The Teddy Bear now has
brown fur and whiskers. The fur in the bear’s ears is a lighter
In this lesson you learned
- Duplicate surfaces across the axis of
symmetry—you duplicated the arm and body surfaces and created
a mirror-copy of them.
- Rename surfaces—Naming objects
as you create them ensures you can easily identify and select them
- Assign parts of a model to display layers—any
surfaces that you did not want fur applied were assigned to a referenced
display layer so they would not get selected accidentally.
- Assign an existing fur description preset
to a model—Fur presets are a useful starting point for
creating various fur types. All of the fur presets included with
Maya can be customized. You also created a new fur description for
the inner ear surfaces and customized its attributes.
You can assign more than
one fur description to a surface. In this lesson, you added a second
fur description to the bear’s snout in order to create whiskers.
- Reverse surface normals so the fur was
oriented to point in the correct direction—Two methods
are possible for correcting the normals; reversing the surface normals,
and reversing the fur normals.
- Modify the direction of the fur description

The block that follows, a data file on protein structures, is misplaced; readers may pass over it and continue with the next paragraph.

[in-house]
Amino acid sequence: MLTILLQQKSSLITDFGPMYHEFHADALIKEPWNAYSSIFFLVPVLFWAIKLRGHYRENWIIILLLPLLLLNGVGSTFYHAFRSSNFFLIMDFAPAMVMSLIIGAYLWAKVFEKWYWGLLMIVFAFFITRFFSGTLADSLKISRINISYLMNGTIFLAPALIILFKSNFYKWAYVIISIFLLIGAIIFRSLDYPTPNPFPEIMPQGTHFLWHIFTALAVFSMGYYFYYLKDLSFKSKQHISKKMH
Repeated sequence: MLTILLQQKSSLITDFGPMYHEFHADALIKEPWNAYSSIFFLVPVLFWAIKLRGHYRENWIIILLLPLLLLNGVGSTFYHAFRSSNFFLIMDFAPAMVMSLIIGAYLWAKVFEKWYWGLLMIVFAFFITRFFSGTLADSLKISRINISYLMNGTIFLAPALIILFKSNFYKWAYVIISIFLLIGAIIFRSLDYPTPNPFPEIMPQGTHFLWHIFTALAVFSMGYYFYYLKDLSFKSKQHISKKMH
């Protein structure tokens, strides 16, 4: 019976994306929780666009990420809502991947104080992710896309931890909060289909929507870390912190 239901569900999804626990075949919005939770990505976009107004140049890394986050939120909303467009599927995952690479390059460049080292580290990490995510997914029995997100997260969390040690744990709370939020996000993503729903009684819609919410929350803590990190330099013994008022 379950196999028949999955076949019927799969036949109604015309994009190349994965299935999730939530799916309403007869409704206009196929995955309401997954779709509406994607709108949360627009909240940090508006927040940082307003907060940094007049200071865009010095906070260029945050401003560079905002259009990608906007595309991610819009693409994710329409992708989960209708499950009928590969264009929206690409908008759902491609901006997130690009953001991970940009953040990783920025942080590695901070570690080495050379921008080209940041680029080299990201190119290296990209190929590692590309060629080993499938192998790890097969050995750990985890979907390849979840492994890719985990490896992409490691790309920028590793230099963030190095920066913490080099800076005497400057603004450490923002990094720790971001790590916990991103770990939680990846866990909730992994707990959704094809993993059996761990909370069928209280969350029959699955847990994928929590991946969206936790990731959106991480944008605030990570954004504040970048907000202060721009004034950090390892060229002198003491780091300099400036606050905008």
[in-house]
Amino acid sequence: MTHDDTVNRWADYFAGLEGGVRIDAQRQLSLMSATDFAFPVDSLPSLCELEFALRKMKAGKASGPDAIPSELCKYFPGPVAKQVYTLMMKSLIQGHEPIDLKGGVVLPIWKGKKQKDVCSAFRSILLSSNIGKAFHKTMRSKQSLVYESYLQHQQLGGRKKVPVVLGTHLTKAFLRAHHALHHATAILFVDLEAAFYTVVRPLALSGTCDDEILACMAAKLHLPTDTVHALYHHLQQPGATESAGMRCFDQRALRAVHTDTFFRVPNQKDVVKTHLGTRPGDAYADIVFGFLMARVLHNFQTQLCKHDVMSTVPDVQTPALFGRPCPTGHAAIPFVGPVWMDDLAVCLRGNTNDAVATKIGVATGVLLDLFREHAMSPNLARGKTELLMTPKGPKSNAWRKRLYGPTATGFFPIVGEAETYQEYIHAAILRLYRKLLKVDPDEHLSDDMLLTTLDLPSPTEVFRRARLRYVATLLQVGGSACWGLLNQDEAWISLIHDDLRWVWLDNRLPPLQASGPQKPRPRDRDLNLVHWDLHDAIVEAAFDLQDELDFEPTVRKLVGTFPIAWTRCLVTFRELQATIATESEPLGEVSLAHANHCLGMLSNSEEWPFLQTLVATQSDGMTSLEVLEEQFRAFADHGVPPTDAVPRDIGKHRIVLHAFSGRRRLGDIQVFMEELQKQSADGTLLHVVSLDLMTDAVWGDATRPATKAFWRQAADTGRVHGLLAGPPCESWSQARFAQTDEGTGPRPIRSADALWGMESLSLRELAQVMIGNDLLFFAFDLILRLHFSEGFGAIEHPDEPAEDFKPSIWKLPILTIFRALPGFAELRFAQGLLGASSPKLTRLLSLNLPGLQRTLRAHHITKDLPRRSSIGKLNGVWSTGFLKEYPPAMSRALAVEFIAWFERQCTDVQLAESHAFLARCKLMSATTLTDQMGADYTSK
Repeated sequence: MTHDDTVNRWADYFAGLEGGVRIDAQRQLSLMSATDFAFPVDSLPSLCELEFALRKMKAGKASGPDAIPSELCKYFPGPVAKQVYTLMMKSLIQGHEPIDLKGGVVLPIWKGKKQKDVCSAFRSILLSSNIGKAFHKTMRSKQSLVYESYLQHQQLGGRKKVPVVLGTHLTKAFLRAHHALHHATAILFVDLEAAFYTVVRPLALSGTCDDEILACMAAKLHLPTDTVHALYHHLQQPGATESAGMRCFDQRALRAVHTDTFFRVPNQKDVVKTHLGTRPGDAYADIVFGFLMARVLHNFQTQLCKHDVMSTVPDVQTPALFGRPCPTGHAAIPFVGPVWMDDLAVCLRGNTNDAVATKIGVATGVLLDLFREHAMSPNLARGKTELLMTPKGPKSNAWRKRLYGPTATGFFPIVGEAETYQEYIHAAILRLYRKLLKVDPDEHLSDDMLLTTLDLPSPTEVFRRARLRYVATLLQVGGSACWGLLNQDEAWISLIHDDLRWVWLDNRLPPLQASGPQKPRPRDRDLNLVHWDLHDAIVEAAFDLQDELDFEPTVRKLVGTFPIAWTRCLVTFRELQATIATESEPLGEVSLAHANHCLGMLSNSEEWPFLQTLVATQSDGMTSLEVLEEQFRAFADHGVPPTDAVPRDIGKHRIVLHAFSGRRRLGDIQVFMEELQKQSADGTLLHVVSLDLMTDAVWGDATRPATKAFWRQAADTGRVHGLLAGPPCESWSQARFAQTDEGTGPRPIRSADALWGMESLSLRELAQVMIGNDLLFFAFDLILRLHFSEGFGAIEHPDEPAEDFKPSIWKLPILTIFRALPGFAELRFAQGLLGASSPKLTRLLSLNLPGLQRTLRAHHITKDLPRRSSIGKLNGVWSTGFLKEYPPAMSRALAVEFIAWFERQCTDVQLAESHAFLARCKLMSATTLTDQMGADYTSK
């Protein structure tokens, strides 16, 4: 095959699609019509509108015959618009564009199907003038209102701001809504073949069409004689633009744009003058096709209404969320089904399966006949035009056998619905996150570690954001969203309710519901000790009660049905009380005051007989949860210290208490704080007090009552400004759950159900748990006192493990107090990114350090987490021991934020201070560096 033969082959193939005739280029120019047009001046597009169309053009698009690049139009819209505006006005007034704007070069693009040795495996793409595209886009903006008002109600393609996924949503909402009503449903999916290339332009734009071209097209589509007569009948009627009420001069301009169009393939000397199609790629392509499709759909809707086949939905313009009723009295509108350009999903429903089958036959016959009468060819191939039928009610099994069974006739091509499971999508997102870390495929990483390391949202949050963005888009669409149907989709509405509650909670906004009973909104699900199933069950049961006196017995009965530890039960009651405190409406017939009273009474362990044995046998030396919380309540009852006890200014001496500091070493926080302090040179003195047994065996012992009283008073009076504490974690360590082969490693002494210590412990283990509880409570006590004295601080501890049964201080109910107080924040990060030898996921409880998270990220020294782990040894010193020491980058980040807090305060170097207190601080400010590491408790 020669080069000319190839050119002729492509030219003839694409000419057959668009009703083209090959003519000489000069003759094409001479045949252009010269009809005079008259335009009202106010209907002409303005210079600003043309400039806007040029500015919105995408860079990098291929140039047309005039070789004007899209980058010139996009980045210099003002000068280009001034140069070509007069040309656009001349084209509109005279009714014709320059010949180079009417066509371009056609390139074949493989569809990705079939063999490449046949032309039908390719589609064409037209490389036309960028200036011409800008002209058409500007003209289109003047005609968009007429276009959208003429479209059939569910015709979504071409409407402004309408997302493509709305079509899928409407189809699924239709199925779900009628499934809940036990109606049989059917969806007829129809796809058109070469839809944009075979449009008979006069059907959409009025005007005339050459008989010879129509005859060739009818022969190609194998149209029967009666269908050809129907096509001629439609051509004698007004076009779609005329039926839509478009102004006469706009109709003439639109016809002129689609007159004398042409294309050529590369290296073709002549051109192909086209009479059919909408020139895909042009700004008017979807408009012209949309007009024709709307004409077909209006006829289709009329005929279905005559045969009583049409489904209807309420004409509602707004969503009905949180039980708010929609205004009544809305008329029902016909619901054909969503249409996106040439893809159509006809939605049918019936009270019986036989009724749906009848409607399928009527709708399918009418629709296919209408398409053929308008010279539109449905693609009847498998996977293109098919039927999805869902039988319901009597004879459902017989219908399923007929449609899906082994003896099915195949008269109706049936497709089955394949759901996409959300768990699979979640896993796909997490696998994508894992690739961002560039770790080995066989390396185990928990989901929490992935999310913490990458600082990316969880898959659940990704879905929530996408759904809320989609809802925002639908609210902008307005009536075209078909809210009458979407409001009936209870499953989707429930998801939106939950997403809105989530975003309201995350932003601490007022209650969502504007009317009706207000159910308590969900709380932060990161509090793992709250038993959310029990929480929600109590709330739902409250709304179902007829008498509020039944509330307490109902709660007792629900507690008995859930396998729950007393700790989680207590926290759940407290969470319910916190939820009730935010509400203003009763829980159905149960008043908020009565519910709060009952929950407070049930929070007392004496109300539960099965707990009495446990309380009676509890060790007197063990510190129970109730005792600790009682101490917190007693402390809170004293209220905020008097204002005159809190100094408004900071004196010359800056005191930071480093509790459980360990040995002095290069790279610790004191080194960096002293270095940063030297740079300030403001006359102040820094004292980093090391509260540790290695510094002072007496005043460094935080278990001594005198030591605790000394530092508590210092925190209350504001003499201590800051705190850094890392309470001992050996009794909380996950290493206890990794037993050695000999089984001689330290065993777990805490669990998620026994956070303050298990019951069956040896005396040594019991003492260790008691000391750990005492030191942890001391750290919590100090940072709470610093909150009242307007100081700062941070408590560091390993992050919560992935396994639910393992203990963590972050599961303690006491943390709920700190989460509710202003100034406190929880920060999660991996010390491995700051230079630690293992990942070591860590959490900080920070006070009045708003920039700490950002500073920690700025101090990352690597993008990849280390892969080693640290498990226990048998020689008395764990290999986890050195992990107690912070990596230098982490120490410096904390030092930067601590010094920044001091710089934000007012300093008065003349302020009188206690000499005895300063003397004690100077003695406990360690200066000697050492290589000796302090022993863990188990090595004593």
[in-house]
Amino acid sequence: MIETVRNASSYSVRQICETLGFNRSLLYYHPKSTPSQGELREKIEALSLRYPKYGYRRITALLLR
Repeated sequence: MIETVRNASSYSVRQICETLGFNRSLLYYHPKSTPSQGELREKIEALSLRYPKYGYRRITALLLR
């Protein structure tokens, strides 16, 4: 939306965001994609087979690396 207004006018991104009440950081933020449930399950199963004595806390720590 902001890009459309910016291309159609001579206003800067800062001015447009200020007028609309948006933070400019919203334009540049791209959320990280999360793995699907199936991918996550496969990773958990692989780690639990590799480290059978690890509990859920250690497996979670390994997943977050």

on individual surfaces using the Fur Description Offset—when
a model is comprised of multiple surfaces the fur description may
point in different directions. You can modify the fur direction
using a variety of techniques depending on the situation.
- You modified the length of the fur description
on the bear’s snout and created whiskers using the Paint
Fur Attributes Tool. This tool lets you paint an attribute
map to modify specific fur attributes on an area of a surface.
You can use the Paint
Fur Attributes tool to paint the direction of the fur.
This technique is also referred to as combing the
fur because it resembles the stroking action you perform when combing
real hair. Combing the fur feedback is useful when you need to hide
a visible seam between two surfaces.
- Modify fur attributes—You learned
how to modify the attributes of a fur description using the Attribute
Though not covered in
this lesson, you can keyframe changes you make to fur attributes
to animate effects such as growing fur or changing fur color. You
can add movement to fur with attractors and dynamics. Using attractors,
you manually keyframe fur movement. Using dynamics, you can make
the fur react to forces, for example, wind and gravity. You can
also use dynamics to cause fur to react to movement of the attached surface,
for example, when a dog shakes itself.
- UV texture coordinates—When
applying fur to a surface the UVs must be laid out so they are non-overlapping
and reside between 0 and 1 in the UV texture space. The UVs were
prepared for the model in this lesson but you should remember this
when you assign Fur to your own models.
For more information
and related techniques about Fur, refer to the Maya Help.